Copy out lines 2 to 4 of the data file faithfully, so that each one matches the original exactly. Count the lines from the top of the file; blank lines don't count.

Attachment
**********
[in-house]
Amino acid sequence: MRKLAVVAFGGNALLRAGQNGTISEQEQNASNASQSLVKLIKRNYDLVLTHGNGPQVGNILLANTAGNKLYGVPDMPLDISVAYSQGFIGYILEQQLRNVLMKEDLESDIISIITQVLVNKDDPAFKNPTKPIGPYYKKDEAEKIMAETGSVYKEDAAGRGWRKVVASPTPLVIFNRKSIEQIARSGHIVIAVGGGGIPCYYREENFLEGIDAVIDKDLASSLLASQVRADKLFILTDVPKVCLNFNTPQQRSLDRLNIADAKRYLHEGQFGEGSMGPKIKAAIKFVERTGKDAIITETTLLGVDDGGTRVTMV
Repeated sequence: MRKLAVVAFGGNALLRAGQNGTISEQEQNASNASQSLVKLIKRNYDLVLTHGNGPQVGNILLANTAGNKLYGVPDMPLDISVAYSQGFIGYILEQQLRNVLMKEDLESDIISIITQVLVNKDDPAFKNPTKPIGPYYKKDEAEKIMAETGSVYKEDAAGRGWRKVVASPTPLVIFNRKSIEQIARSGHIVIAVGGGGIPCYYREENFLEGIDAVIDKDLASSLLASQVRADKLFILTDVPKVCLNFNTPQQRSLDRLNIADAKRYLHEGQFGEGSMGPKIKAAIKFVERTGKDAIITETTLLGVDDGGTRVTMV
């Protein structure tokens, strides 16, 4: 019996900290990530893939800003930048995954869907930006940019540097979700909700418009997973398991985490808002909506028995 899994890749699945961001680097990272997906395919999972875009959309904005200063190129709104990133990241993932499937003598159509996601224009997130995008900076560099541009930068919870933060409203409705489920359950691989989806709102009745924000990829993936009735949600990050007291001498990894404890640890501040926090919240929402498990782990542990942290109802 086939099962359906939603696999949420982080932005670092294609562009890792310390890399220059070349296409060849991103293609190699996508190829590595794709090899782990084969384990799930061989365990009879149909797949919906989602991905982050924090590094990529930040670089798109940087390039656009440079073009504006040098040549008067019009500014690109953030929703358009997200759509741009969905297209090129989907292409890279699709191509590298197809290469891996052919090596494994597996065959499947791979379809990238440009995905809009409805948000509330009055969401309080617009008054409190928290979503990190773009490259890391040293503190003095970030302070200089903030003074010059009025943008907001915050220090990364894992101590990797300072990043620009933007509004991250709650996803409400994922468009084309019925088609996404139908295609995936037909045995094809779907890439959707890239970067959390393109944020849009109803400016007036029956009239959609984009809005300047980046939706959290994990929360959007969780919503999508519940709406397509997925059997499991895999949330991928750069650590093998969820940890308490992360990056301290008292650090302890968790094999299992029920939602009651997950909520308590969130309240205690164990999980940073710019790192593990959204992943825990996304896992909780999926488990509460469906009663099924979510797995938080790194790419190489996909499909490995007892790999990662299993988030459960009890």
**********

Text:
Amino acid sequence: MRKLAVVAFGGNALLRAGQNGTISEQEQNASNASQSLVKLIKRNYDLVLTHGNGPQVGNILLANTAGNKLYGVPDMPLDISVAYSQGFIGYILEQQLRNVLMKEDLESDIISIITQVLVNKDDPAFKNPTKPIGPYYKKDEAEKIMAETGSVYKEDAAGRGWRKVVASPTPLVIFNRKSIEQIARSGHIVIAVGGGGIPCYYREENFLEGIDAVIDKDLASSLLASQVRADKLFILTDVPKVCLNFNTPQQRSLDRLNIADAKRYLHEGQFGEGSMGPKIKAAIKFVERTGKDAIITETTLLGVDDGGTRVTMV
Repeated sequence: MRKLAVVAFGGNALLRAGQNGTISEQEQNASNASQSLVKLIKRNYDLVLTHGNGPQVGNILLANTAGNKLYGVPDMPLDISVAYSQGFIGYILEQQLRNVLMKEDLESDIISIITQVLVNKDDPAFKNPTKPIGPYYKKDEAEKIMAETGSVYKEDAAGRGWRKVVASPTPLVIFNRKSIEQIARSGHIVIAVGGGGIPCYYREENFLEGIDAVIDKDLASSLLASQVRADKLFILTDVPKVCLNFNTPQQRSLDRLNIADAKRYLHEGQFGEGSMGPKIKAAIKFVERTGKDAIITETTLLGVDDGGTRVTMV
């Protein structure tokens, strides 16, 4: 019996900290990530893939800003930048995954869907930006940019540097979700909700418009997973398991985490808002909506028995 899994890749699945961001680097990272997906395919999972875009959309904005200063190129709104990133990241993932499937003598159509996601224009997130995008900076560099541009930068919870933060409203409705489920359950691989989806709102009745924000990829993936009735949600990050007291001498990894404890640890501040926090919240929402498990782990542990942290109802 086939099962359906939603696999949420982080932005670092294609562009890792310390890399220059070349296409060849991103293609190699996508190829590595794709090899782990084969384990799930061989365990009879149909797949919906989602991905982050924090590094990529930040670089798109940087390039656009440079073009504006040098040549008067019009500014690109953030929703358009997200759509741009969905297209090129989907292409890279699709191509590298197809290469891996052919090596494994597996065959499947791979379809990238440009995905809009409805948000509330009055969401309080617009008054409190928290979503990190773009490259890391040293503190003095970030302070200089903030003074010059009025943008907001915050220090990364894992101590990797300072990043620009933007509004991250709650996803409400994922468009084309019925088609996404139908295609995936037909045995094809779907890439959707890239970067959390393109944020849009109803400016007036029956009239959609984009809005300047980046939706959290994990929360959007969780919503999508519940709406397509997925059997499991895999949330991928750069650590093998969820940890308490992360990056301290008292650090302890968790094999299992029920939602009651997950909520308590969130309240205690164990999980940073710019790192593990959204992943825990996304896992909780999926488990509460469906009663099924979510797995938080790194790419190489996909499909490995007892790999990662299993988030459960009890």